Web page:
“Okay,” said Lt. Cabor, “it’s just us now.  Ship’ll be back in three days, and we’ve got six hours to get underground before the enemy nav-sats come online again.  Get moving.”  The red sun shone dully, like a scuffed penny on a huge, beige sidewalk.  Cabor judged the distance to the cliffs on the horizon mentally; his reader would have it to the millimeter, but there was no guarantee that they’d have working readers by the time they came back out.  Better to have an idea of it in his own head.

 

Behind him, Mullins spat chaw.  “Figure it for even odds?” he asked.  “Or did Cap’n sell us down the river this time?”

 

“Stow that talk, Guns.”  Cabor scanned the top of the cliffline, trying to make out any suspicious regularities that might betray gun emplacements, or worse, satellite relays.  Equipped for beaming to the nav-sats, the relays could also serve as ground sensors, if you jerry-rigged the sensitivity down far enough not to set alarms off any time a mouse farted.  He didn’t know whether the Melks knew the trick or not, or would be paranoid enough to try it while their satellites were down, but in their place… “Gonna need your breath for walking.”  This was it, then — no power armor, no air support, nothing but the oldest fashion of soldiering there was.  Pick up your weapon.  Walk somewhere.  Kill someone.  If you were lucky, walk back.

This time, Mullins stands out much more as a character in his own right, because his action (spitting) is directly tied to his speech.  It could still be a limited perspective, or it could be an omniscient one — how much other action happens outside of Cabor’s perception determines that.  But even if it’s all from Cabor’s point of view, he’s now seeing “Guns” as someone who is thinking and acting independent of Cabor’s control, rather than as a talking piece of scenery.

Since this is an out-of-context example with no larger vision to contribute to, there’s no way to say exactly where the paragraph breaks should go to wring the maximum narrative effect out of the text.  It would all depend on what sort of a story I was trying to create.  But I think just those short examples at least gets the point across that something as simple as hitting ENTER can make a reasonably large difference — and all within the established rules of dialogue; nothing experimental or deliberately in violation of convention.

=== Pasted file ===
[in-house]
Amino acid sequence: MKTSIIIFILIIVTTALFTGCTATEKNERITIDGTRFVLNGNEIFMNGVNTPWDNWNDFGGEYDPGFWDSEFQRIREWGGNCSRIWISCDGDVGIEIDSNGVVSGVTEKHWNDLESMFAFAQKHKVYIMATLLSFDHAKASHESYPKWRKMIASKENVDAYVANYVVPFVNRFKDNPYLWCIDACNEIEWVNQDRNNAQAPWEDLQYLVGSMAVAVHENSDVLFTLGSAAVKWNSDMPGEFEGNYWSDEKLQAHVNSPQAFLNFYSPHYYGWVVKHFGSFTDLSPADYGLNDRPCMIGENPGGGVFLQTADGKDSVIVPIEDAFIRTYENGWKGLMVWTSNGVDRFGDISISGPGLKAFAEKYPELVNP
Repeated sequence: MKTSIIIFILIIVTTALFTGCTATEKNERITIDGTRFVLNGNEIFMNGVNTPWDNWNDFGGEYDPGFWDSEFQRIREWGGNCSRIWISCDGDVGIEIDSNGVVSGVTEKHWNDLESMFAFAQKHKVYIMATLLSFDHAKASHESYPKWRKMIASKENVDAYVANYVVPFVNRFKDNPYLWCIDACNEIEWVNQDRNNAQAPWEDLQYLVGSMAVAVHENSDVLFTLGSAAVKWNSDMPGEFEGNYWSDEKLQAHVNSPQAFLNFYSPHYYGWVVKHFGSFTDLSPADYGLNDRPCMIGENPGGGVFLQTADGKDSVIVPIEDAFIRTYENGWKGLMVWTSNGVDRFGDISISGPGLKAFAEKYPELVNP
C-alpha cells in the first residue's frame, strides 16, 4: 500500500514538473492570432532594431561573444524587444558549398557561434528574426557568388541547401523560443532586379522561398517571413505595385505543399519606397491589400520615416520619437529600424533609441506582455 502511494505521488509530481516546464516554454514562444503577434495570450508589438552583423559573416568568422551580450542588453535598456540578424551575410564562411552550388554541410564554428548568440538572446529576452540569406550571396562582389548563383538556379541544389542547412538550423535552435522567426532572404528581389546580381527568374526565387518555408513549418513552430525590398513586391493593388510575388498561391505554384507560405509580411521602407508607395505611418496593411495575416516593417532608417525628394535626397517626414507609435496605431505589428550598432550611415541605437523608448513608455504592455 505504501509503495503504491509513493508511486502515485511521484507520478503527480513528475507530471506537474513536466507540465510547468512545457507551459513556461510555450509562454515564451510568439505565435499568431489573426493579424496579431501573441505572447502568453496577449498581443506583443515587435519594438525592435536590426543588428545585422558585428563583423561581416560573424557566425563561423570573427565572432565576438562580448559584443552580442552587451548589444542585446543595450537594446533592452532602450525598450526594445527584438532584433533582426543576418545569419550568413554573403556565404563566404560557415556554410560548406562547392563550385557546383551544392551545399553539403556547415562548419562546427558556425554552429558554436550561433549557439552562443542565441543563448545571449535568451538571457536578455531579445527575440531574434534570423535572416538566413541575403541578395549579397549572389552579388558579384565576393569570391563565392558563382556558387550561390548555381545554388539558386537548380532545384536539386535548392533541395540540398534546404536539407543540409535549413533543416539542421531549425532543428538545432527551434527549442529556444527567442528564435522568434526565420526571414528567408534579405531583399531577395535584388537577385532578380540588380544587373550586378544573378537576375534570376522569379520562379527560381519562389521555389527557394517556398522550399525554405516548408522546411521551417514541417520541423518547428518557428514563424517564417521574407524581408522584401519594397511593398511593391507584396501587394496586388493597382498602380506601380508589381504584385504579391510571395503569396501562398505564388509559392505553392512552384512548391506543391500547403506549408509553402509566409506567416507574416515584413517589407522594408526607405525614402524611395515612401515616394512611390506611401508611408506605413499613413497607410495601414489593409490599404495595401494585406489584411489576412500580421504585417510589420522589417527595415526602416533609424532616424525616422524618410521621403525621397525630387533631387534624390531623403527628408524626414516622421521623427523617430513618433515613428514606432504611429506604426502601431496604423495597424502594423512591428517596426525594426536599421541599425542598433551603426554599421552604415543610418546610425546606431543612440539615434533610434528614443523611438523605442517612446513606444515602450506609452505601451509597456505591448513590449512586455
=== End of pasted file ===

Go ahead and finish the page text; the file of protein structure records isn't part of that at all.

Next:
Something for all of you to play with!  If you don’t already.

Works in Progress: Brushstrokes

Remember NaNoWriMo?  (I assume that everyone who did it remembers, since they’ve been bombarding us with e-mails about Script Frenzy, on the assumption that anyone who has one month to waste has two I suppose).  I think there’s really something to be said for the approach, the whole “just put words on paper” ethos that cranks out the 50,000 by the end of the month — for someone who’s just starting to struggle with the idea of “being a writer” and doing the writing thing every goddamn day, whether inspiration strikes or not, it’s a fantastic boot camp (and also probably a pretty good test of whether or not this is actually a thing you want to do with your life).

Unfortunately, the result is an enormous pile of pages to edit, many of which are so bad that editing them is a waste of time — they need to be scrapped entirely.  I discovered (about the end of December or so, I would say) that I hate that kind of bulldozer-approach editing, so despite my staunch resolutions to boost the ol’ wordcount, I find myself producing less and less gross words-on-paper every month.  I tell myself that this is not a problem.  What I’m getting instead is a much higher percentage of “finished” words, which aren’t actually finished in the sense of a finished draft, but are at least pretty certain not to end on the scrap pile after a single glancing-over.

The process for this is a little repetitive.  This post is titled “Brushstrokes” because there was going to be a sort of visual arts metaphor-mixing thing  (I do those, sometimes) about writing the same basic scene over and over again on scrap paper and then sitting down with all the scraps to produce a single, typed version — lots of little traces and dabs layered on top of one another to make the whole.  Brushstrokes, see?